Sunday,21 April, 2019
Current issue | Issue 1346, (25 - 31 May 2017)
Sunday,21 April, 2019
Issue 1346, (25 - 31 May 2017)

Ahram Weekly

Africa Day

Africa Day
Africa Day

As Egypt and the rest of Africa celebrate this year’s Africa Day, Al-Ahram Weekly publishes a special supplement examining the challenges and opportunities facing the continent.

Egypt celebrates Africa Day every year on 25 May, which coincides with the anniversary of the founding of the Organisation of African Unity (OAU) in 1963 that changed its name to the African Union (AU) in July 2002. Africa Day is marked by numerous events and activities that reaffirm Egypt’s membership in the continent’s community and its ongoing commitment to the causes and issues that are of central concern to the African peoples 54 years after the establishment of the OAU.

The OAU was established under difficult circumstances. A large number of African countries were still under European colonial rule. Their natural resources and sources of wealth were being plundered and their peoples oppressed and exploited. Thirty independent states were present at the Addis Ababa Summit meeting that drew up a Charter for the OAU to unify the fate and will of the African peoples. That action would contribute in a dynamic fashion to the liberation of countries that were still under foreign rule and to collective efforts to realise stability and development across the continent.

The most important principles of this landmark document were non-intervention in the domestic affairs of member states and respect for their national sovereignty and territorial integrity. The charter also laid out goals that the nascent organisation would seek to achieve from the moment it was founded. Foremost among these were the complete liberation of the African continent from colonialism, the elimination of economic underdevelopment, the cementing of African solidarity, and the elevation of the continent to the status it merited in international decision-making.

Unfortunately, the many disputes and conflicts that accompanied the OAU’s evolution until it became the African Union inhibited the realisation of many of these goals. Armed conflict and terrorism have continued to gnaw away at all parts of the African continent. Ethnic, religious and tribal conflicts have claimed millions of lives on top of the many millions more who have fallen victim to poverty, starvation, drought or desertification.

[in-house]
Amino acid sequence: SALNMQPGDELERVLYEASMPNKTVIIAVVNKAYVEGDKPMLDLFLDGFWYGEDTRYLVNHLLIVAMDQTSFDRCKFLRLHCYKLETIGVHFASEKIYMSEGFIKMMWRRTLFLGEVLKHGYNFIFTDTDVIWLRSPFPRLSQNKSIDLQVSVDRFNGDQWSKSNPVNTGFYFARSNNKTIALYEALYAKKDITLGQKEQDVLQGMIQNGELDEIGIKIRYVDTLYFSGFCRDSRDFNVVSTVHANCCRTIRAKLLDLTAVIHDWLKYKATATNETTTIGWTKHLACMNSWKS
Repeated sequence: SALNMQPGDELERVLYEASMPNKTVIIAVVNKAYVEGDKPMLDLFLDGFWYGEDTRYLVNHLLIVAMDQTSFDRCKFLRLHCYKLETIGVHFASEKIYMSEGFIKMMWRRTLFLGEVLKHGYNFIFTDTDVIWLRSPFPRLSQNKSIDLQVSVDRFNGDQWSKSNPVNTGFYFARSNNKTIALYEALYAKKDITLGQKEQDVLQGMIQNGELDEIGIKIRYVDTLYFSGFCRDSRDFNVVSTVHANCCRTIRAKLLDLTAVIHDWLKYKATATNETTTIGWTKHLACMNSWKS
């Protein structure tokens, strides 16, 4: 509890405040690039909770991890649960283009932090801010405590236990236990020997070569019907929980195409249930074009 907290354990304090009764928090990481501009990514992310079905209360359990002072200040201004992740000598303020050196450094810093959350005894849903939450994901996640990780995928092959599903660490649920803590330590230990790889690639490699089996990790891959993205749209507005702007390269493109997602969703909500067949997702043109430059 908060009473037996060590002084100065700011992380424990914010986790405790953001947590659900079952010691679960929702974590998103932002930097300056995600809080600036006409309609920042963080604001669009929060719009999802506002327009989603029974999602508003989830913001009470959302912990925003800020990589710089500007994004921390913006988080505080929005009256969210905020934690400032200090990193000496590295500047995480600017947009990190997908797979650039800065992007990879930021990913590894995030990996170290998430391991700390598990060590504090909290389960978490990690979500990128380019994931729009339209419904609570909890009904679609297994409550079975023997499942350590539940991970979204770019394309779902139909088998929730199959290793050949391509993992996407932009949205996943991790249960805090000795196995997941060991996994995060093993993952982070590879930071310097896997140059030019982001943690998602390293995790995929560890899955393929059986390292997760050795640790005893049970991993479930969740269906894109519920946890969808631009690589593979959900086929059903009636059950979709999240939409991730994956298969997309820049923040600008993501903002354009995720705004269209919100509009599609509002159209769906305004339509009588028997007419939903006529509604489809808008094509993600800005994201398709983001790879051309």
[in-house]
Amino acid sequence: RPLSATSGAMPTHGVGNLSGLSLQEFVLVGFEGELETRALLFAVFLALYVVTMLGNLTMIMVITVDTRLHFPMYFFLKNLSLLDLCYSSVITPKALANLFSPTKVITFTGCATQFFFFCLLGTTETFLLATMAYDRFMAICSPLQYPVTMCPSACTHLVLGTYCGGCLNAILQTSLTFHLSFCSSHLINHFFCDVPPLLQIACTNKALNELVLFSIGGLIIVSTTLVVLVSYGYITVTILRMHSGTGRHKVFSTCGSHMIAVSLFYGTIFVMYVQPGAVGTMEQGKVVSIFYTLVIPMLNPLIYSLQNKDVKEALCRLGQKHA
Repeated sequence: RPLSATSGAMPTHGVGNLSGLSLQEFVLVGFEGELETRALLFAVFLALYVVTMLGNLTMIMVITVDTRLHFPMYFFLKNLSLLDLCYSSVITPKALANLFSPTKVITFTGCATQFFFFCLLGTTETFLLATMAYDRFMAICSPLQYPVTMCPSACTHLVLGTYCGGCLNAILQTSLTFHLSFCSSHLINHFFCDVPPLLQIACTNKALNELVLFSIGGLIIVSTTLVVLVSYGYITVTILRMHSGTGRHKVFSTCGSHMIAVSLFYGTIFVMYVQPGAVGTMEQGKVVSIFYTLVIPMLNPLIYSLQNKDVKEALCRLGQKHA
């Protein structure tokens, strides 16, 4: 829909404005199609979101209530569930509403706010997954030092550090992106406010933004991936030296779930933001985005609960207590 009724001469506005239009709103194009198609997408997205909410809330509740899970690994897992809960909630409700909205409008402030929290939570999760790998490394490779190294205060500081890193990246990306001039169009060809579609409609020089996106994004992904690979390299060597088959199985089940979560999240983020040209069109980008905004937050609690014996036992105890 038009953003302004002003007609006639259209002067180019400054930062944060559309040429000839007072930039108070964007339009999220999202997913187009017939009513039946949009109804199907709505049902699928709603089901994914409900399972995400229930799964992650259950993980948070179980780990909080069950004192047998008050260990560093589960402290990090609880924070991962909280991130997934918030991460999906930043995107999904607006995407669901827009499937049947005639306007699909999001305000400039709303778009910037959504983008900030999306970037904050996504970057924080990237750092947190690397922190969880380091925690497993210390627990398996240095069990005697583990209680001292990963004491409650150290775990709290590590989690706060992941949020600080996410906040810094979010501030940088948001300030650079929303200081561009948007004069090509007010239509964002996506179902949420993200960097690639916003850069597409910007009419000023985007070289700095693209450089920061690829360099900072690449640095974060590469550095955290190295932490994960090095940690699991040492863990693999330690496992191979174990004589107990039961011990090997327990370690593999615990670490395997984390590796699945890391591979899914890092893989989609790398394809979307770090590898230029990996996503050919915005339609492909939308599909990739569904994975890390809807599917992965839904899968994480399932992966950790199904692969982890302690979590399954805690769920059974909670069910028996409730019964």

To this there should be added the current dogfights between the old colonial powers and the new and emergent world powers such as the US, Russia, China and India, as well as regional powers such as Iran, Turkey and Israel, all of them wanting to expand their influence in Africa. Their aim is not to help the peoples of Africa realise their aspirations for sustainable development and thereby to emerge from the dark tunnel in which their countries have been trapped, but rather to secure control over African resources for their own ends and to the detriment of the African peoples.

The role played by Egypt stands out against this backdrop. Egypt has always supported the causes of the African continent, promoted its development plans, reached out a helping hand to fellow African countries at all levels, and expressed their concerns in international forums and organisations. Whenever and wherever possible, Egypt has advocated African demands for justice and for the material, technical and humanitarian support the African countries need in order to build their own capacities and enter into international partnerships with the world powers on a sturdy and equal footing, paving the way to the realisation of the dreams of the African peoples who have been doubly victimised by exploitation and theft and colonialist oppression.

Egyptian diplomacy has also striven to resolve the armed conflicts in various parts of the continent. Most recently it has worked energetically towards this end in Egypt’s capacity as a representative of Africa on the UN Security Council for the 2016-2018 term.

Naturally, Egypt’s dedicated efforts need to be subjected to periodic evaluation so as to enable Egypt to perform its role with ever-increasing efficacy. This entails reviewing the frameworks of co-operation and partnership and stimulating the initiatives and mechanisms that facilitate this role and render it more dynamic. One of the most important of these frameworks is the African Union, and in this regard it is crucial to promote forms of integration between the most important economic blocs on the continent to support arbitration mechanisms and to devise a joint African instrument for fighting terrorism.

Perhaps this is why the Egyptian call, made in the framework of Egypt’s membership of the Community of Sahel-Saharan States (CEN-SAD), for a joint military force that Egypt would help build, train and equip for anti-terrorist purposes has been among the most warmly received proposals of the CEN-SAD member states.


Read more

The dream of unity

Africa and the world

China in Africa

Shakespeare vs Voltaire 

Timeline  of African unity

Celebrating African ties

Putting knowledge first

Prioritising economic cooperation

Making Egypt’s voice heard

The lighthouse of Africans

The Mother Church

The silver screen in the dark continent


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